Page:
A very different approach to postgraduate studies in art history is taken at the University of East Anglia's school of world art studies and museology. But it, too, benefits from its art and artefacts. The university's Sainsbury collection is strong on African oceanic and indigenous American material. Graduates who enter the school practise the established disciplines of art history, anthropology and museology. But they also join in forming a new one: world art studies. Both an MA course in comparative studies in world art - which can be spread over two years for part-time students - and a one-year postgraduate diploma are offered.
An MA can be taken in the arts of Africa, Oceania and the Americas, and another in European art.
Sandy Heslop, dean of the school, explains new thinking in the world art studies MA, where students will attempt to understand the "production and material culture of the species world-wide". Questions it seeks to examine include, according to Mr Heslop, "what kind of accounts we can provide of why it is that human beings make clothes, decorate their bodies in various ways, build buildings and make images ... It's the sort of thing, on the whole, that pigs and turtles don't do. It is looking for some species- specific explanation of artistic behaviour."
The school is keen to test out its own frontiers and experiment with new course formats. Last year, a course that compared the function of art in Himalayan Buddhism and medieval Christianity was taught. And the course, which seeks to explain the extent to which the terrain and climate of a particular area predisposes its people towards certain kinds of artistic behaviour, is being taught this year as part of the MA programme in world art studies. Mr Heslop describes the course as "'blue sky' - it's an intellectual adventure, in that we are still working our way towards what the answers to these questions should be".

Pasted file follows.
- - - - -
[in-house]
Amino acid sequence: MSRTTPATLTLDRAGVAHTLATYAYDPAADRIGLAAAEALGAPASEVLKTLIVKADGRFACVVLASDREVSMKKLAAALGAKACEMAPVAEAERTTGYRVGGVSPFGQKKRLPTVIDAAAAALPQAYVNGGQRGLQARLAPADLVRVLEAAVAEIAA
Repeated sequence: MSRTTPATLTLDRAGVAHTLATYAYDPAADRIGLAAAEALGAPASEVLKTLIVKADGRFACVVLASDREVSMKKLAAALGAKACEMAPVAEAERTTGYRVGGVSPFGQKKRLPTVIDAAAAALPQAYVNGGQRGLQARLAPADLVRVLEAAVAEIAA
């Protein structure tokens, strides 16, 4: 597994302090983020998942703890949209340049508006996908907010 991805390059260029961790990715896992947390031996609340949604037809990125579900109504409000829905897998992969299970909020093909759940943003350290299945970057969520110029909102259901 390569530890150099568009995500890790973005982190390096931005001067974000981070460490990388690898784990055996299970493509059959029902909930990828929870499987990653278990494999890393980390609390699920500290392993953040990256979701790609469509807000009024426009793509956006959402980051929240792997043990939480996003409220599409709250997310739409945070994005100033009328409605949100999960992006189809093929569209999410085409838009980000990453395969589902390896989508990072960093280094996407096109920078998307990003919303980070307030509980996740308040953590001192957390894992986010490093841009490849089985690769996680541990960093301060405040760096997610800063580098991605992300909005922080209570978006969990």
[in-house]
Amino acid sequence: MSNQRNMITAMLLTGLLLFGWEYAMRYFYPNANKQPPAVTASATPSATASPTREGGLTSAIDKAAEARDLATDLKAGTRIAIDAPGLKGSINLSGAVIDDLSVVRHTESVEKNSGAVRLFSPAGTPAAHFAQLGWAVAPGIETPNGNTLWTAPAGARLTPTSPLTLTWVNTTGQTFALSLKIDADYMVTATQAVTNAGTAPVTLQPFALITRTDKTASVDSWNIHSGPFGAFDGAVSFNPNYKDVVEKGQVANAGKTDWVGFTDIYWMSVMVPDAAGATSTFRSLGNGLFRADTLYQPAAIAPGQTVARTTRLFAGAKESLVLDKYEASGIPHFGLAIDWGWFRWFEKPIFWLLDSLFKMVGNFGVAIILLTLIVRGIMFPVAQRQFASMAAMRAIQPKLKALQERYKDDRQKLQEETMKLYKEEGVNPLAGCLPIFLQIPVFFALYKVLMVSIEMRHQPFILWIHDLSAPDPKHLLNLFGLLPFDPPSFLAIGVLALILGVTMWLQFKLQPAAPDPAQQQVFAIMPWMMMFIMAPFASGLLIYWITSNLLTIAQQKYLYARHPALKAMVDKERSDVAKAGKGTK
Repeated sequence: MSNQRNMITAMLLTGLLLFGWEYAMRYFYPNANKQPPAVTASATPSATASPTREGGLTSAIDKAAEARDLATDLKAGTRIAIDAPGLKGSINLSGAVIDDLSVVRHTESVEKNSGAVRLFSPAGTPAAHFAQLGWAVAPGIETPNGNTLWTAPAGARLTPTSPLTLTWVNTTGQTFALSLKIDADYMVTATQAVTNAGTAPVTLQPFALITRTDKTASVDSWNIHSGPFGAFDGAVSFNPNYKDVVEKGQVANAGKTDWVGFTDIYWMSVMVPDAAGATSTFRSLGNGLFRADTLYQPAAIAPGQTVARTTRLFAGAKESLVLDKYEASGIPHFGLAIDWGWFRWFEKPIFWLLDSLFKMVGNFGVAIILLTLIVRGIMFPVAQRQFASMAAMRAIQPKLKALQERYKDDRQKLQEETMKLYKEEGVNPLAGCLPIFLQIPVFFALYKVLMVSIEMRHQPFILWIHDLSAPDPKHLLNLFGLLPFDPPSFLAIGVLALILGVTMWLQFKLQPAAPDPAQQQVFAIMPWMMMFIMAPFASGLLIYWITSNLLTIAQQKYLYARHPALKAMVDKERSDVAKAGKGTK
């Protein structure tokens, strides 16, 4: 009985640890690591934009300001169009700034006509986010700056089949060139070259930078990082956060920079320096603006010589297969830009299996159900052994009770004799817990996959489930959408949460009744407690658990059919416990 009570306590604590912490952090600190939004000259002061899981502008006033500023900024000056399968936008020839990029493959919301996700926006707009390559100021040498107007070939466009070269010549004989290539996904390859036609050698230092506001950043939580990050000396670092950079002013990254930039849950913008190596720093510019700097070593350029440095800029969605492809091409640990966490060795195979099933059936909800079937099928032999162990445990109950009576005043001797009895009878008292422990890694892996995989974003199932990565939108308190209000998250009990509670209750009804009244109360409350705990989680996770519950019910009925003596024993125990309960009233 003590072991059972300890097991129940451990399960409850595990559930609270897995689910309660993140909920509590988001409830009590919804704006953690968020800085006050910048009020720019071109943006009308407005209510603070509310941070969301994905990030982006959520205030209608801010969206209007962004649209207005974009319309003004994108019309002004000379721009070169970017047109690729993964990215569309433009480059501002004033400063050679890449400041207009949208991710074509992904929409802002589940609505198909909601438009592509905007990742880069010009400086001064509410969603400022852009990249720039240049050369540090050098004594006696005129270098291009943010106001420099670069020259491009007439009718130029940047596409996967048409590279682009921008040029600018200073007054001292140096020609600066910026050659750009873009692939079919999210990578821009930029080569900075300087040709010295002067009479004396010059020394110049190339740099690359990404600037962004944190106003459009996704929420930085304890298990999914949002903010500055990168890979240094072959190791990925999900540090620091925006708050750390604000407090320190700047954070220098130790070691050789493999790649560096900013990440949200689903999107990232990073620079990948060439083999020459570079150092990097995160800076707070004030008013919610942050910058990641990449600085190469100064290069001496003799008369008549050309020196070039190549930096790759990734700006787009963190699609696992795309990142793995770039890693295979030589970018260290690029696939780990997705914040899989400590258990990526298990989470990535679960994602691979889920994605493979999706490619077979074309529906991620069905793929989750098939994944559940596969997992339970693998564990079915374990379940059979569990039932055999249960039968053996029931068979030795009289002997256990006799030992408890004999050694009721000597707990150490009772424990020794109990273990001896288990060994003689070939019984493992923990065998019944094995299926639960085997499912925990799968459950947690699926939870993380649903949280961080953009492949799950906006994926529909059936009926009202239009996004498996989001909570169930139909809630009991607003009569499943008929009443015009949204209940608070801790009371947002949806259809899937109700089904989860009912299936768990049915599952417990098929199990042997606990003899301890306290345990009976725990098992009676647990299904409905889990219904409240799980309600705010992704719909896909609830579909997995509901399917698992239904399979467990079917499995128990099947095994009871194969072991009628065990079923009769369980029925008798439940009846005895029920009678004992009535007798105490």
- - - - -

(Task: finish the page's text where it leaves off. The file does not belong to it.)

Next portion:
The school's museology course is heavily over-subscribed - only one in 10 applicants is accepted. It is semi-vocational: MA students are given practical, nuts-and-bolts teaching in putting on exhibitions, spliced with internships in both local and international museums. They also get a good grounding in the theory and philosophy of museums and can draw on the resources of the Sainsbury centre. Applications from people with first degrees in archaeology, history, natural sciences and art history are equally welcome. One in five of these students goes on to do a PhD or an MPhil.
The Sainsbury research unit for the arts of Africa, Oceania and the Americas combines anthropological, art historical and comparative approaches.
Graduates who choose East Anglia to study in the World Arts School participate in the World Art Research Seminar, to which leading international scholars regularly present papers.
But from the school's own teaching, students should get more than a flavour of leading-edge thinking through a synthesis of disciplines. Or, as Mr Heslop puts it, exploring "to what extent artistic behaviour is adaptive evolutionary behaviour to get where it's got, and to what extent it contributes to the success of the species and the individual within the species. And to what extent we wouldn't be human beings if we didn't do these kind of things"nReuse content